That was almost 4 years ago. Today, I can see who she really is – a very mean spirited, jealous, spiteful, but hurt individual who really IS bothered by her infertility and it reeks in every way. I feel bad that almost 5 women who work very closely with us have become pregnant within the past year and she has found a way to exclude herself from the things that she once “wallowed in”. She never attends any of the ladies baby showers, which is understandable, but she also talks very negatively about them. I became pregnant about a year ago, but decided to abort very early at 5 1/2 weeks. I didn’t mention it to anyone besides my [now] husband, but I guess she could tell I was pregnant because my eating habits were different and I gained a little weight in my face. I weigh 117 and am 5’4″. Anyhow, after I aborted she started saying all these crazy things out of the blue like, “People better stop playing God,” and other things. Then once my husband and I married, she got reallllllly upset, most likely at the thought of us having a child. I tried to ignore her, thinking that she was just overly sensitive about things. But this is what took the cake. I do not wear short skirts because of an unsightly scar I got in a car crash. Lots of people wonder why I don’t wear short skirts since I am so petite and according to some, attractive – but after many remarks about how I just wear what I’m most comfortable in, people get the gist and just accept it and leave me alone.

    BUT not this woman. She senses that I am insecure about my legs, so what does she do? She pokes and prods at every opportunity, even when others are within earshot. She knows I NEVER wear skirts unless they are long, and she constantly asks me things like how short my skirt was going to be at the holiday party, or one day, “Oh girl, you aint nothing if you can’t show your legs!” I thought her behavior was very mean and it hurt me to know that she was trying hard to expose “my flaw” since I guess the world has realized by now what her “flaw” is. The thing is, I never talk down to women who can comfortably wear what I cannot. I compliment them easily and still desire VERY badly to wear short skirts and dresses. VERY BADLY!!!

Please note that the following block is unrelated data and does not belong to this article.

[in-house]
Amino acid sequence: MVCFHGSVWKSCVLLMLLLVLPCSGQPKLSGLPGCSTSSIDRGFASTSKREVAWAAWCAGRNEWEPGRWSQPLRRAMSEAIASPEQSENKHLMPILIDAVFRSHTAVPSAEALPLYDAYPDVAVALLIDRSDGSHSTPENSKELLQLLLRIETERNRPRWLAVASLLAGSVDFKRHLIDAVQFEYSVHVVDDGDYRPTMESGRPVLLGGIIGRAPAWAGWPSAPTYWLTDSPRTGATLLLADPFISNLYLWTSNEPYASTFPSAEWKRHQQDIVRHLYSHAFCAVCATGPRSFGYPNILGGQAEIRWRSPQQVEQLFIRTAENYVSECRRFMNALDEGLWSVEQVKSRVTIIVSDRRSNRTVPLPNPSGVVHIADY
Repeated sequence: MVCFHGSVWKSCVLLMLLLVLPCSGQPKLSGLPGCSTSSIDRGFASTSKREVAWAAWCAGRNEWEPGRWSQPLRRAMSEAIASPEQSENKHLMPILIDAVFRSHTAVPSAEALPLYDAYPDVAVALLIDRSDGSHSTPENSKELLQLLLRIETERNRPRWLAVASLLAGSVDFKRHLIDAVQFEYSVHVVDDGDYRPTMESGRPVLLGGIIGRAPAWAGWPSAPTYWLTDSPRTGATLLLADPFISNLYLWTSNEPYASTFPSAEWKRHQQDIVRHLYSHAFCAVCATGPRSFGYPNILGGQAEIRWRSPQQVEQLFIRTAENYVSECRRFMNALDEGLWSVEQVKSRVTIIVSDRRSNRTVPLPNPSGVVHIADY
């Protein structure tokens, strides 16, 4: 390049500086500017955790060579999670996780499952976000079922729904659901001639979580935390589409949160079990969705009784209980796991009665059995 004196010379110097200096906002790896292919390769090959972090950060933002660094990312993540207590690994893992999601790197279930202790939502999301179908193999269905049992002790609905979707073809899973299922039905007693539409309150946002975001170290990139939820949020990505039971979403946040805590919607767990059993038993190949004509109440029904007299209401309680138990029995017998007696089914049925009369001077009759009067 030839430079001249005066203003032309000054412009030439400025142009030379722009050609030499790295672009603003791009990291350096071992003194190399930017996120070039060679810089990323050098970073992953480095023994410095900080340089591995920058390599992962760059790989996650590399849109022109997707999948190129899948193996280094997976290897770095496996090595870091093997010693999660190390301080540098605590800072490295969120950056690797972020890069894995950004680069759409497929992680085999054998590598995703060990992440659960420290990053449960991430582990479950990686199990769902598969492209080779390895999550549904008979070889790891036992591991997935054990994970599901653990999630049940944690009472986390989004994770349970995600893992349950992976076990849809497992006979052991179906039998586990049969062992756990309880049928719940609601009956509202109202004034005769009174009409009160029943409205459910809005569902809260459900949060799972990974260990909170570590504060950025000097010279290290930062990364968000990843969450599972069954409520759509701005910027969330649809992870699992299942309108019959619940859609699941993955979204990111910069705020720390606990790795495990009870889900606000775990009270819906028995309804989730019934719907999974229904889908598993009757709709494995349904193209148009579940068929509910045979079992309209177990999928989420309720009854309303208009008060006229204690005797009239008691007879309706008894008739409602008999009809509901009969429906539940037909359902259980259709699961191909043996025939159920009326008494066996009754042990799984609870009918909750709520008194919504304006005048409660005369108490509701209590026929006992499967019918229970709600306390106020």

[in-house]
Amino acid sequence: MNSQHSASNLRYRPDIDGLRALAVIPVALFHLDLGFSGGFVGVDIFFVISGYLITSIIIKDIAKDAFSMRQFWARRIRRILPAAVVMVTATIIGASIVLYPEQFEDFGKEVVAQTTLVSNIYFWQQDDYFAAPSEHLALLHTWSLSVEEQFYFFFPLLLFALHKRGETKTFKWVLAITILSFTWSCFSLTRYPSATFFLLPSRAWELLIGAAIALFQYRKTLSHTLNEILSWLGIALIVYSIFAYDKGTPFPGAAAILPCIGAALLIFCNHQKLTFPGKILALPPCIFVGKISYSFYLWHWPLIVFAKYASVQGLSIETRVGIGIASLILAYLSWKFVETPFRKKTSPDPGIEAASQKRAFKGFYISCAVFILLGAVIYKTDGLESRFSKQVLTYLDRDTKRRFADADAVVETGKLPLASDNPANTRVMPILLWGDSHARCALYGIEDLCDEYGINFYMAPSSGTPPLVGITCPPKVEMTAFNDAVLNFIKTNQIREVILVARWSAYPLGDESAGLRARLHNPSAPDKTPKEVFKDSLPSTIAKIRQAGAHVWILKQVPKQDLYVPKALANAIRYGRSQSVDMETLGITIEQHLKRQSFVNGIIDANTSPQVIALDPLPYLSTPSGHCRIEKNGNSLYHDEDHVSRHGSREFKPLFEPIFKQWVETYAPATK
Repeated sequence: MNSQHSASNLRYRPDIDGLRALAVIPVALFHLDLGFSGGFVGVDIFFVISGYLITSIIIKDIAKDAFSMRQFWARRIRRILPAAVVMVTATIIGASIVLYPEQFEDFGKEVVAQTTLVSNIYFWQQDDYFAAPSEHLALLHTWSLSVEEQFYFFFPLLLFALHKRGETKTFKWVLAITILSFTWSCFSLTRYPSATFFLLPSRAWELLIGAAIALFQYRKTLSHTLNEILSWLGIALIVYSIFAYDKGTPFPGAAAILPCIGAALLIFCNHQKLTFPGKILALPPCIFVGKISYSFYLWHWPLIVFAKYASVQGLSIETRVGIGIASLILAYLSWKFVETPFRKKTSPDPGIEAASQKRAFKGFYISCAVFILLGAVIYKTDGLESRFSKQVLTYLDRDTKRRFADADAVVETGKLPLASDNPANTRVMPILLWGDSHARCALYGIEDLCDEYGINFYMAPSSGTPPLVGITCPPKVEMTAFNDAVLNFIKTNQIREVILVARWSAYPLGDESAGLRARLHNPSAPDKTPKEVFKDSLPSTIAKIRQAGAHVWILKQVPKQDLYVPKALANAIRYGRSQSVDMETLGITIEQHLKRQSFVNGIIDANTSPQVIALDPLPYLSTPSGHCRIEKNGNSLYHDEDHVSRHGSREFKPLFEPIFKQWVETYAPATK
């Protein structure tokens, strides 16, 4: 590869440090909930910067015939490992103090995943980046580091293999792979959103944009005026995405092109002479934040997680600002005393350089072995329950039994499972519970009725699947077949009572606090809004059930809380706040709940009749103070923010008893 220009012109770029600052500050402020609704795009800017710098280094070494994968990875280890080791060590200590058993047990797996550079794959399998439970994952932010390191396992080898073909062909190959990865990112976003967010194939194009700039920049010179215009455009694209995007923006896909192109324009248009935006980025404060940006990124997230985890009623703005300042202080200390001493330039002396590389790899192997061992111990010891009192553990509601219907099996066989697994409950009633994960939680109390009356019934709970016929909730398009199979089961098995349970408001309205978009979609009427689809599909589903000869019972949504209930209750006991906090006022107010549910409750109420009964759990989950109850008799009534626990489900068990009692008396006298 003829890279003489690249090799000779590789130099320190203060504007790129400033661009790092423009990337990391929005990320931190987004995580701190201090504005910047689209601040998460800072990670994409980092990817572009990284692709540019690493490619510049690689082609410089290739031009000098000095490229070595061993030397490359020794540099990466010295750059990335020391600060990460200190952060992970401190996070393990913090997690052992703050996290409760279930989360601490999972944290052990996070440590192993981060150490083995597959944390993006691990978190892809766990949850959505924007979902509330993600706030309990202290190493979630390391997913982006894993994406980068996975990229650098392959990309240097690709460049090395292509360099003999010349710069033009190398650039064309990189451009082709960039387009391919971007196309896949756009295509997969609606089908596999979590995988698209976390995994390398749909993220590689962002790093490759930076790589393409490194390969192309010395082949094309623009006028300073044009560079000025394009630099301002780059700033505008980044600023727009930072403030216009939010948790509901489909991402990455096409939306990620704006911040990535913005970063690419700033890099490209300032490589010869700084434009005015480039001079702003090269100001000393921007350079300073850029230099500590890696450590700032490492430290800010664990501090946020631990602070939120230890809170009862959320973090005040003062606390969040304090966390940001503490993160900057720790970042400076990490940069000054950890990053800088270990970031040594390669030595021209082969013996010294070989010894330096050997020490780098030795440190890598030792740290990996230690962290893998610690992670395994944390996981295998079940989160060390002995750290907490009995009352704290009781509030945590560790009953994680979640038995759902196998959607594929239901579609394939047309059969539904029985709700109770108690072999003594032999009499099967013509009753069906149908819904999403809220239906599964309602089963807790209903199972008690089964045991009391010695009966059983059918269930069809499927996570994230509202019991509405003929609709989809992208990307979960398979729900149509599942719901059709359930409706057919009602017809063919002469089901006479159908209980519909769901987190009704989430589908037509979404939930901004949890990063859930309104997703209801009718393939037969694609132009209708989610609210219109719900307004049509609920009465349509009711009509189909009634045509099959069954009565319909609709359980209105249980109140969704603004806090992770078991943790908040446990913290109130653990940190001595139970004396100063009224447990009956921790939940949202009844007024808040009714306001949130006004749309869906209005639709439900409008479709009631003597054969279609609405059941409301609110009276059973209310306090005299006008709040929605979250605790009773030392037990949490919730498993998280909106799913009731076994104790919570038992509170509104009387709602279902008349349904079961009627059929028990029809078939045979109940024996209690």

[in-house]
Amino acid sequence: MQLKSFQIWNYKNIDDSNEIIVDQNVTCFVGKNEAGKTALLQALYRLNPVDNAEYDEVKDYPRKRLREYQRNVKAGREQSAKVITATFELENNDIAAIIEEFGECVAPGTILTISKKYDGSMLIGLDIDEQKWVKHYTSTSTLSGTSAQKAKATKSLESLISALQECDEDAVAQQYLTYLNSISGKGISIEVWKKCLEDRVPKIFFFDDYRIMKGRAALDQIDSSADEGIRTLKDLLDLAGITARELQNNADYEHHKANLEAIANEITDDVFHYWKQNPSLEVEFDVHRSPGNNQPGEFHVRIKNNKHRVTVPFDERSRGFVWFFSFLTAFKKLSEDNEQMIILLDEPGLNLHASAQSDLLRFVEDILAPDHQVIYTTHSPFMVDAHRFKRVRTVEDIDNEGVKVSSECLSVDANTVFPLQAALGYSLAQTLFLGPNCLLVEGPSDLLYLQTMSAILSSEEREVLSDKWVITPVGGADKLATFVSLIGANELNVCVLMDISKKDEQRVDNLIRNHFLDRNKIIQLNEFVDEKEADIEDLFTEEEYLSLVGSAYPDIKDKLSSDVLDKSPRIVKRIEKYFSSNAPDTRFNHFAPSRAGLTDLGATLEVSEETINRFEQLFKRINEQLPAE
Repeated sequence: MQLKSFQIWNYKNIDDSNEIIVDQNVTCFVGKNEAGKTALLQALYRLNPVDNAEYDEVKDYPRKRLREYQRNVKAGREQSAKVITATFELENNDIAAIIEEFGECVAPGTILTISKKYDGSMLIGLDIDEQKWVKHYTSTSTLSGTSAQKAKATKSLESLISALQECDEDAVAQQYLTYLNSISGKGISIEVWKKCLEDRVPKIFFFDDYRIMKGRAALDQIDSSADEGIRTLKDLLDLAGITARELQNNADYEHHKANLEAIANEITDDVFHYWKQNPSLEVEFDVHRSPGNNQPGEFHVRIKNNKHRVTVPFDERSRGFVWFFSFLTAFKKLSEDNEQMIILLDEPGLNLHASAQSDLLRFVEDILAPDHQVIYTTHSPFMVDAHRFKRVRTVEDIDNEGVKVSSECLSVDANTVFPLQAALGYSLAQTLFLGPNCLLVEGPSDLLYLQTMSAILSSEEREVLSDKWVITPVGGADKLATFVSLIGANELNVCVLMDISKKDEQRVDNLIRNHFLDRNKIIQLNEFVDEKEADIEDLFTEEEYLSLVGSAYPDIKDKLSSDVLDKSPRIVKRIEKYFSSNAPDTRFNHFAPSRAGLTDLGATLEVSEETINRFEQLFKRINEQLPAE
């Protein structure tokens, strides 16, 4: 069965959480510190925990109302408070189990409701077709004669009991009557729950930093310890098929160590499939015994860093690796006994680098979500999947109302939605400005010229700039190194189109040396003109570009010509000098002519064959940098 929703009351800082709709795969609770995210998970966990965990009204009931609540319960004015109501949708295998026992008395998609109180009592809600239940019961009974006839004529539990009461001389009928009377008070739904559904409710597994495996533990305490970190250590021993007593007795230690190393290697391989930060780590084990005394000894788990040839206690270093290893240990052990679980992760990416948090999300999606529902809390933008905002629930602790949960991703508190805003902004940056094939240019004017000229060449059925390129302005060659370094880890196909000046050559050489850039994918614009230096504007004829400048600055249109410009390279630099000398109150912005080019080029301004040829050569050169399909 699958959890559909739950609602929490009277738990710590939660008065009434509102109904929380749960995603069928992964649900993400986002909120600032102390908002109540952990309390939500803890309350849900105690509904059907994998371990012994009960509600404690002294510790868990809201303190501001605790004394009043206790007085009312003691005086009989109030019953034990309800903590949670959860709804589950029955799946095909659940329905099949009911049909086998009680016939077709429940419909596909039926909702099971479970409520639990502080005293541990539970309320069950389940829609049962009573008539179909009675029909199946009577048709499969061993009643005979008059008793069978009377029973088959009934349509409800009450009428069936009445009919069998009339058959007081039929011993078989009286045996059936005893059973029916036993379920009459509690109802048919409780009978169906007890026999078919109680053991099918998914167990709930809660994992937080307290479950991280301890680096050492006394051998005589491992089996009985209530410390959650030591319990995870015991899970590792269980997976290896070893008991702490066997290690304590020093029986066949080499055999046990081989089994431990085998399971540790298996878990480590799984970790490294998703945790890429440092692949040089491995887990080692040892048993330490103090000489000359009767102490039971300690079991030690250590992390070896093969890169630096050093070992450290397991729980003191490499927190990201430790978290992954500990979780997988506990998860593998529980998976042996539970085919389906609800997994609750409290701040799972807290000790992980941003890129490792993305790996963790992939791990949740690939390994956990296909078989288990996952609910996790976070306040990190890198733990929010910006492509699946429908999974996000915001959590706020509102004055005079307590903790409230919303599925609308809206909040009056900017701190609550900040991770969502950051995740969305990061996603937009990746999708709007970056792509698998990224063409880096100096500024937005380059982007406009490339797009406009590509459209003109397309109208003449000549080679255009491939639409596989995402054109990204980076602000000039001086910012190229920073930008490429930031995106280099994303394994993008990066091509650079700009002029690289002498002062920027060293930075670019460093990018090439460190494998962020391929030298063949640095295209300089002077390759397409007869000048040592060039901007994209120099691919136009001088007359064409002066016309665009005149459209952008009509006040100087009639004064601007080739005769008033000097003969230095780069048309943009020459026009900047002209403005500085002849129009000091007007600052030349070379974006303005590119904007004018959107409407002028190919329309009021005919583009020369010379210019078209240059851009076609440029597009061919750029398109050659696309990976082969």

Then something happened that changed the course a little. One of the ladies at work who is in a lesbian relationhsip decided to get pregnant via AI. Well she had everything bad in the book to say about this woman and how “unnatural” her decision was. Everytime the pregnant woman would come by my desk to talk to me, I would congratulate her continuously, and raved about her pregnancy in a way that made the other woman very jealous. Everytime she would walk pass my desk on her way out, I’d look her right in the eye and say very chipperly, “Goodnight!”

    I admit that my actions were probably hurtful, but I felt that I had to stoop to her level to get her to understand that shit wasn’t cool. I was always cognizant of HER feelings in the beginning, but her rude and debilitating comments changed that. I still feel bad for her, because she is now 51, and what’s really hurtful is that women in their 40s are having babies like they are in their 20s. Regardless, it’s no reason for her to act mean to people because of her issue. I don’t. It IS ok for her to feel sad, and even a little envious at times, but to outright try to HURT people and MAKE them feel her pain is just not excusable.

  9. mika Says:

    Reading with interest your article, whilst this may be true in some instances..there are a lot of other women who are very dignified..although you can sense their plight..I personally think it is up to each individual to broach this sensitive subject carefully particularly if it is a close friend and refrain from having such a high handed opinion..life can so change at anytime..

  10. Wendy C. Says:

    Arminta, so do you think that I was being bitchy and not justified?